After a delicious English breakfast and a good session on the swings, we packed up and said our goodbyes to the camp site, feeling sad to leave. But the day had more adventures in store! We headed to the Kuchen Kennwort Museum (亞典蛋糕密碼館) to see how they make cakes, check out their classic car collection (?!) and hopefully stuff ourselves with samples (I did). But not before first exploring what we found next door, one of the weirdest places I’ve been to in my life: Yaokaoshanzhan Village (宜蘭窯烤山寨村) / Village Churrasco.
Something between a restaurant, a souvenir shop and an arcade, it reminded me of some of the more strange highway attractions Luke and I came across on our road trip in the US (and in particular, this one). We arrived curious and left bewildered, but sated (the restaurant was actually pretty good, and I would eat there again. Get the tofu!). If you’re in the mood for an oddity, or feeling a Ripley’s Believe It or Not sort of vibe, then this place is definitely worth stopping for (also, they have soooo many snacks you can buy, so you can get something for your friends, too).
Also worth stopping for: the Kuchen Kennwort’s cheese tarts. 🤤🤤🤤
And so it is, my first Taiwanese camping trip had many unexpected delights. I’d love to hear about your camping experiences, in Taiwan or elsewhere. I’m also dying to know: what’s the weirdest roadside attraction you’ve ever come across? Let me know in the comments below!
Practical Stuff For If You Wanna Go:
Atayal Life Museum
Address: 267, Yilan County, Datong Township // 267宜蘭縣大同鄉崙埤村朝陽60號
Hours: Open 8 AM – 5 PM, Tuesday-Sunday
Kayu Campsite (星亮點Kayu露營區)
Address: No. 99, Lane 88, Section 1, Taiya Road, Datong Township, Yilan County // 宜蘭縣大同鄉泰雅路一段88巷99號
Notes: The owner was very kind and accommodating. He even spoke perfect English (he lived in Australia for many years)! I’m sure he would be happy to answer any questions you might have.
If you don’t have your own supplies, you might consider renting. There is a camping supply rental store in Yilan, Yilan Go Tent Rental, in case you want to go that route. Located here, you can reach their facebook page here and see products and pricing here (it seems they offer free delivery within Yilan County). Our campsite also had some tents for rent, and I’m sure many others do as well – it’s worth asking.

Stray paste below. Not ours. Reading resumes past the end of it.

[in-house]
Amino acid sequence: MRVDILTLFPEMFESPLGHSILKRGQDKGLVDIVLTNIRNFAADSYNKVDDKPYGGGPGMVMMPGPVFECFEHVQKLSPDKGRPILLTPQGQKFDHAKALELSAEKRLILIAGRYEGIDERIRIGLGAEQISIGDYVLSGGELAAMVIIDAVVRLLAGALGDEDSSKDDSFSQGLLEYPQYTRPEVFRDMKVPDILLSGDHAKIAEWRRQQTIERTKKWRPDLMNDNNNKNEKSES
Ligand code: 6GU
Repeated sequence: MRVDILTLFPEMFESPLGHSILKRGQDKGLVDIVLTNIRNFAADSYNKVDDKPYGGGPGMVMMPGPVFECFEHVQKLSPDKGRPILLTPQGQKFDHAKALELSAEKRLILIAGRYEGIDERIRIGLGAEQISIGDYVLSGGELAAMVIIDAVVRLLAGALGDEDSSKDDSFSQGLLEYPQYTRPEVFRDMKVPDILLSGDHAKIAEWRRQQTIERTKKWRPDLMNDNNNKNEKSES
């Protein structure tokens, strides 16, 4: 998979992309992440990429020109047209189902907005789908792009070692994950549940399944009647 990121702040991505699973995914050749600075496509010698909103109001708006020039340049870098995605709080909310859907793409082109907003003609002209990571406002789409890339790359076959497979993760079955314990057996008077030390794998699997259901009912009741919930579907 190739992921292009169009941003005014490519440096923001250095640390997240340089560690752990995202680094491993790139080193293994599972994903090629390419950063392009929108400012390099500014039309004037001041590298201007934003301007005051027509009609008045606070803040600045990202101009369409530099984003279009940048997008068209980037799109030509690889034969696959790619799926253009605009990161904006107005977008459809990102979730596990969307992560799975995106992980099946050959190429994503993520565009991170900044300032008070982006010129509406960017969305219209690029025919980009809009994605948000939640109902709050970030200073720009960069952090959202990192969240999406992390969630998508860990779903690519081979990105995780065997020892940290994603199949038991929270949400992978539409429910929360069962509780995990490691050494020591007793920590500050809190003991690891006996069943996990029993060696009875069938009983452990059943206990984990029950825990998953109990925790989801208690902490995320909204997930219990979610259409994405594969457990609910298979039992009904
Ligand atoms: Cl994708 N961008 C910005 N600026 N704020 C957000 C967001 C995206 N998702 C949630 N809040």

Culturally, camping in Taiwan is different from the states in a few notable ways. One is that people are happy to be closely packed together, and often in large groups. However, if that’s something that bothers you, the variety of sites you can choose from should prevent this from being a problem. Our campsite was very spacious, and we had significant distance between us and our neighbors. Another difference worth note is that there tends to be more stuff involved. Home is not something left behind, but brought along. As a result, campsites are very comfortable. I even saw a group with a TV set up.
Kuchen Kennwort Museum (亞典蛋糕密碼館)
Address: No. 122號, Meizhou 2nd Road, Yilan City, Yilan County, 260 // 260宜蘭縣宜蘭市梅洲二路122號
Hours: Open everyday 9:30 AM – 6 PM
Yaokaoshanzhan Village (宜蘭窯烤山寨村)
Address: No. 140號, Meizhou 2nd Road, Yilan City, Yilan County, 260 // 260宜蘭縣宜蘭市梅洲二路140
Hours: Open everday 9 AM – 7 PM
I’d love to hear about more camping in Taiwan experiences! Where have you been? Where do you want to go? Do you prefer glamping? Let me know in the comments, and thanks for reading! 🙏
If you liked that, check out some of my outdoor day trips in the Keelung area.